Living Beyond Clouds
Marti Wibbels, MS, LMHC
Today, when someone mentions the “cloud,” it’s usually referring to a place to store data. The “cloud” we’re considering here has nothing to do with technology. Oswald Chambers said “clouds are always connected with God. Clouds are those sorrows or sufferings or providences, within or without our personal lives, which seem to dispute the rule of God. It is by those very clouds that the Spirit of God is teaching us how to walk by faith.”
What “clouds” eclipse your vision of God? When I heard about dear friends in a BIG country I won’t name (in case you’re wondering, it’s a vast nation with eleven time zones!) where Internet access is at risk, I felt profound sadness and concern. Then I remembered—we can live without the Internet; we cannot live without Christ. And, dear ones, He is with YOU, wherever you are, whatever happens.
For our inevitable dark times, Oswald explained, “God cannot come near without clouds, He does not come in clear shining. It is not true to say that God wants to teach us something in our trials: through every cloud He brings, He wants us to unlearn something. His purpose in the cloud is to simplify our belief until our relationship to Him is exactly that of a child—God and my own soul, and other people are shadows.”
Relearning life, trusting God with childlike (not childish!) faith keeps us walking faithfully with the Lord through every storm, challenge, hurt, or disappointment. Consistently relying on God, we’re galvanized for transformational living.
The word transform is from the Greek metamorphoo, which describes “the change of moral character for the better, through the renewal of thinking power” (New Unger’s Bible Dictionary). Throughout every joy or sorrow, we can be transformed! Regardless of how, where, when, or by whom we’ve been hurt, we can continue being transformed! How does God’s love change us? His love transforms our thoughts, attitudes, and actions, enabling us to love ourselves and others.
A Jewish scholar asked Jesus, 'Which commandment is first and most important of all?' Jesus answered, The first and most important one is: ‘Hear, O Israel, the LORD our God is one LORD; and you shall love the LORD your God with all your heart, and with all your soul (life), and with all your mind (thought, understanding), and with all your strength.’ This is the second: ‘You shall [unselfishly] love your neighbor as yourself.’ There is no other commandment greater than these (Mark 12:30, 31, AMP).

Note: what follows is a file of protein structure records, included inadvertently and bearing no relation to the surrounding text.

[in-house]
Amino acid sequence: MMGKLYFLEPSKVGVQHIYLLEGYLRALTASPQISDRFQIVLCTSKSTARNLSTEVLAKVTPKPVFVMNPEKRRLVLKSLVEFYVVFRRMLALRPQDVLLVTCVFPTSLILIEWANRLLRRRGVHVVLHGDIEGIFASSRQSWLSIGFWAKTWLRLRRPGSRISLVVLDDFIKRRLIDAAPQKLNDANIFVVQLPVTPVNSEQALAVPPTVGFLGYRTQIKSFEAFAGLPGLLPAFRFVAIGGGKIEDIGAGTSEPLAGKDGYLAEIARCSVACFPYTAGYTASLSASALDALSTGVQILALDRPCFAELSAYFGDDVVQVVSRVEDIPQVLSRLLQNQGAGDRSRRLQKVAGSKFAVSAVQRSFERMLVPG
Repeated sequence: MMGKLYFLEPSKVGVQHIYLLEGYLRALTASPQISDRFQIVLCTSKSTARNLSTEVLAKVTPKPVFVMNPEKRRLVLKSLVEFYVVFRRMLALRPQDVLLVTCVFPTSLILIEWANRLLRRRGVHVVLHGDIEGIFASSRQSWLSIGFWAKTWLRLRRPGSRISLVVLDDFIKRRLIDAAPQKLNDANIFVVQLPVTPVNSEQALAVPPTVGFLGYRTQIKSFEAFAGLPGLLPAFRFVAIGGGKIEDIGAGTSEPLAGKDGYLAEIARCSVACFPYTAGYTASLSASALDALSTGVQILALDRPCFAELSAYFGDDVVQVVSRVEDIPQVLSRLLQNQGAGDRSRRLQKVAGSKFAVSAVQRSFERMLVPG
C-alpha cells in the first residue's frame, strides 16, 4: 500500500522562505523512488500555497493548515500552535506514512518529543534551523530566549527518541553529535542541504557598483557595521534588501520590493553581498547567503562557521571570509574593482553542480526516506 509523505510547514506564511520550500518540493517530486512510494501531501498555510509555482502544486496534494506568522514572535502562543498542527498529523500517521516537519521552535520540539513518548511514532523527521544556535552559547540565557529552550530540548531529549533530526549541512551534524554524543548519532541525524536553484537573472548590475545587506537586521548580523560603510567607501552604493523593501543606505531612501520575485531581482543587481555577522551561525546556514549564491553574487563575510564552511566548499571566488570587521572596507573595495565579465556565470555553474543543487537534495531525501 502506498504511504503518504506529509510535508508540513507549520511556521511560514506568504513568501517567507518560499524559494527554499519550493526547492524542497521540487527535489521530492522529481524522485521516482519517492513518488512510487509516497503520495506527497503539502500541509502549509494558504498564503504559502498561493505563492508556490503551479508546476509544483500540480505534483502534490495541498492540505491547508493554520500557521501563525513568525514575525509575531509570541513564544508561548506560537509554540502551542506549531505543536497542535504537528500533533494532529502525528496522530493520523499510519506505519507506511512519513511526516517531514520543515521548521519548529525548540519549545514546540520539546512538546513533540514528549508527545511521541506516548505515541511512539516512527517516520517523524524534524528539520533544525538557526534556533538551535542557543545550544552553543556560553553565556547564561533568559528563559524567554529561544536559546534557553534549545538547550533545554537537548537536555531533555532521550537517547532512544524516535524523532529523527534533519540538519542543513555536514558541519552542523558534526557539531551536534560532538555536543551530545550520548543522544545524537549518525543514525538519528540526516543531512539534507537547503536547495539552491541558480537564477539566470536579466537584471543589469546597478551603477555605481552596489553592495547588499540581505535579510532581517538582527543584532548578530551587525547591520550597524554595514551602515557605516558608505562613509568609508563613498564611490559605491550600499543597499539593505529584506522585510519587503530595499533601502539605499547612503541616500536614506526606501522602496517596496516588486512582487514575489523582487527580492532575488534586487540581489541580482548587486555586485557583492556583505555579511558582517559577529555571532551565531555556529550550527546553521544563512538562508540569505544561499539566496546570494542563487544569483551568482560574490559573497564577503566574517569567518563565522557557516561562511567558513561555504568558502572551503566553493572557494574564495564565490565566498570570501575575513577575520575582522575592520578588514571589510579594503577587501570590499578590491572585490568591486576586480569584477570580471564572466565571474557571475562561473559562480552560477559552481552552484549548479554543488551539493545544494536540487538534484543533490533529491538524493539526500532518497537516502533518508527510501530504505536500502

When we choose to love, the emotions of love follow our obedient choice. In “Practicing the Presence of People,” Mike Mason wrote, “Love is like oxygen. The breath of it I had just a moment ago will do me no good if I do not take another breath soon. To stay alive, I must keep breathing. In both Greek and Hebrew, the word for breath is the same as the word for spirit. But there is one vital difference between physical and spiritual breathing, for while the former is governed by an autonomic system, the latter is governed by the will…spiritual growth cannot happen automatically but only through conscious choice.”
Spiritual breathing involves the intentional, continual choice to inhale and exhale spiritually. How? We exhale spiritually by confessing sin: If we confess our sins, He is faithful and righteous to forgive us our sins and to cleanse us from all unrighteousness (I John 1:9, NASB). Whenever we exhale, we’re agreeing with God about sinful attitudes or actions and choosing to live in His gracious forgiveness. We can yield every aspect of life to God, allowing Him not only to cleanse us from sin but transform us from the inside out.
When we inhale spiritually, we’re appropriating the power of the Holy Spirit, living in His strength instead of being governed by human weakness. Jesus said, I am the vine, and you are the branches; he who abides in Me and I in him, he bears much fruit, for apart from Me you can do nothing (John 15:5, NASB). For God’s children, the process of breathing spiritually is vital to victorious living. Paul used a metaphor to explain the process of spiritual inhalation: And don’t get drunk with wine, which is rebellion; instead, be filled with the fulness of the Holy Spirit (Ephesians 5:18, TPT). Someone who is drunk is controlled by alcohol; God wants us to be controlled—graciously empowered—by the Holy Spirit!